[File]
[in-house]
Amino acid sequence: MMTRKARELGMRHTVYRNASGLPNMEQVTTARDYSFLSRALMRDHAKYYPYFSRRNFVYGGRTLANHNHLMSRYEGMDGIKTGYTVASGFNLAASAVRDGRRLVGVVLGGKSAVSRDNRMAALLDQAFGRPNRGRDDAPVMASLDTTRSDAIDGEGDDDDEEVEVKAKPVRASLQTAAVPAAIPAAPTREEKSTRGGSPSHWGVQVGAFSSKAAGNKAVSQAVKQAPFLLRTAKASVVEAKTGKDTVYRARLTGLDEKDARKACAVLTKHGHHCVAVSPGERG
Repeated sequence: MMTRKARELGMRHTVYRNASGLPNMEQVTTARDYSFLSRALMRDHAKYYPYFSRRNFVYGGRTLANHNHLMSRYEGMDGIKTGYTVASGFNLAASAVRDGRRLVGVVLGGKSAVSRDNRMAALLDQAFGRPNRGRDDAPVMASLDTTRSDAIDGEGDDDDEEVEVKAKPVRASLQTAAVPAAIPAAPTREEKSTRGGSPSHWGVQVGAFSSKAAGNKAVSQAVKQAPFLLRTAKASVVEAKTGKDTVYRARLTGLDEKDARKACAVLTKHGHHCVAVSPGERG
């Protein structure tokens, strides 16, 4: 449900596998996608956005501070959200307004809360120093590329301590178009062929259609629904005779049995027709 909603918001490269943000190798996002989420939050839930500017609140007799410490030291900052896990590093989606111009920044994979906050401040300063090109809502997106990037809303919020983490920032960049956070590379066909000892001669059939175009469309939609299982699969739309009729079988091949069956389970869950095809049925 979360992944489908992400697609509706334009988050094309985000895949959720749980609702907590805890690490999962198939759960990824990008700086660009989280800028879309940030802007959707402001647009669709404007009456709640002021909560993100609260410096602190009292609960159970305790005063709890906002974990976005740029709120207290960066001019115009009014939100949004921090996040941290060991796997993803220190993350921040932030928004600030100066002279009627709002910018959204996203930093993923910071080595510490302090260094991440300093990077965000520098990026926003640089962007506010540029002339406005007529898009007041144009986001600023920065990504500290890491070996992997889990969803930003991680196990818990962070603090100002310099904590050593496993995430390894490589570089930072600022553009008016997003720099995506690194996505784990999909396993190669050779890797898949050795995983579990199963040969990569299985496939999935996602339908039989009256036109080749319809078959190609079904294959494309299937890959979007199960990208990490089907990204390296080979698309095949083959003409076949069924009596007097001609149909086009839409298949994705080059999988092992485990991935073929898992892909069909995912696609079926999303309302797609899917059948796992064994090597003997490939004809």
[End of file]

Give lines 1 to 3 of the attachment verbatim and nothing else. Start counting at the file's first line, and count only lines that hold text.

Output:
[in-house]
Amino acid sequence: MMTRKARELGMRHTVYRNASGLPNMEQVTTARDYSFLSRALMRDHAKYYPYFSRRNFVYGGRTLANHNHLMSRYEGMDGIKTGYTVASGFNLAASAVRDGRRLVGVVLGGKSAVSRDNRMAALLDQAFGRPNRGRDDAPVMASLDTTRSDAIDGEGDDDDEEVEVKAKPVRASLQTAAVPAAIPAAPTREEKSTRGGSPSHWGVQVGAFSSKAAGNKAVSQAVKQAPFLLRTAKASVVEAKTGKDTVYRARLTGLDEKDARKACAVLTKHGHHCVAVSPGERG
Repeated sequence: MMTRKARELGMRHTVYRNASGLPNMEQVTTARDYSFLSRALMRDHAKYYPYFSRRNFVYGGRTLANHNHLMSRYEGMDGIKTGYTVASGFNLAASAVRDGRRLVGVVLGGKSAVSRDNRMAALLDQAFGRPNRGRDDAPVMASLDTTRSDAIDGEGDDDDEEVEVKAKPVRASLQTAAVPAAIPAAPTREEKSTRGGSPSHWGVQVGAFSSKAAGNKAVSQAVKQAPFLLRTAKASVVEAKTGKDTVYRARLTGLDEKDARKACAVLTKHGHHCVAVSPGERG